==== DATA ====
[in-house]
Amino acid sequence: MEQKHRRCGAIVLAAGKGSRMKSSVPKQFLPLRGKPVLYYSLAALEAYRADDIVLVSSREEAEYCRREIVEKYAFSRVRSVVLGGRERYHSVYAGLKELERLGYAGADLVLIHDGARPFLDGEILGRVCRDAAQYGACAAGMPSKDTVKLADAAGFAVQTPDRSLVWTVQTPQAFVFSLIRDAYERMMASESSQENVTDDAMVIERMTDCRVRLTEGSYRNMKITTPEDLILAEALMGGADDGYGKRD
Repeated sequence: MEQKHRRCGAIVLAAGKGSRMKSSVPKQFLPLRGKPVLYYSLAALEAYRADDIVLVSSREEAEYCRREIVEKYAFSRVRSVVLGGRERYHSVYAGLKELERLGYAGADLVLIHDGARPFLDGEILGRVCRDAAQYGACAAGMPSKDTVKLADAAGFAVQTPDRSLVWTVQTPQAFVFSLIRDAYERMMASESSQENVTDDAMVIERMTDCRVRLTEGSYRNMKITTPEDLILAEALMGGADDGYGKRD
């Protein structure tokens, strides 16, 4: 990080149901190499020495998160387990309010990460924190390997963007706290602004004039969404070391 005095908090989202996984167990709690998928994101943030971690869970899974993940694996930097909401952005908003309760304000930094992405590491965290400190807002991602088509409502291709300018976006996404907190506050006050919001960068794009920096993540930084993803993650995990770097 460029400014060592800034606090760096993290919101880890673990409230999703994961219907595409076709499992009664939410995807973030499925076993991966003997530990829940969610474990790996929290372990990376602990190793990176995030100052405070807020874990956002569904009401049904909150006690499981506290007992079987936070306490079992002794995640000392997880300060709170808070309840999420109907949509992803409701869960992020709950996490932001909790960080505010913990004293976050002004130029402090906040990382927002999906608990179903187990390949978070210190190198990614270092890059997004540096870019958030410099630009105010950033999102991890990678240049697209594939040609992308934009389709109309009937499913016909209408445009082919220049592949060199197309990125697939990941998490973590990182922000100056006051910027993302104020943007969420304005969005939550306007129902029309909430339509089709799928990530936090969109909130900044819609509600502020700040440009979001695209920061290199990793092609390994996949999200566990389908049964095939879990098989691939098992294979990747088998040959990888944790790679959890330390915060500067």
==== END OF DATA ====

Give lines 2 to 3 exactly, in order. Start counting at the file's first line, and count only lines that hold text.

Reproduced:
Amino acid sequence: MEQKHRRCGAIVLAAGKGSRMKSSVPKQFLPLRGKPVLYYSLAALEAYRADDIVLVSSREEAEYCRREIVEKYAFSRVRSVVLGGRERYHSVYAGLKELERLGYAGADLVLIHDGARPFLDGEILGRVCRDAAQYGACAAGMPSKDTVKLADAAGFAVQTPDRSLVWTVQTPQAFVFSLIRDAYERMMASESSQENVTDDAMVIERMTDCRVRLTEGSYRNMKITTPEDLILAEALMGGADDGYGKRD
Repeated sequence: MEQKHRRCGAIVLAAGKGSRMKSSVPKQFLPLRGKPVLYYSLAALEAYRADDIVLVSSREEAEYCRREIVEKYAFSRVRSVVLGGRERYHSVYAGLKELERLGYAGADLVLIHDGARPFLDGEILGRVCRDAAQYGACAAGMPSKDTVKLADAAGFAVQTPDRSLVWTVQTPQAFVFSLIRDAYERMMASESSQENVTDDAMVIERMTDCRVRLTEGSYRNMKITTPEDLILAEALMGGADDGYGKRD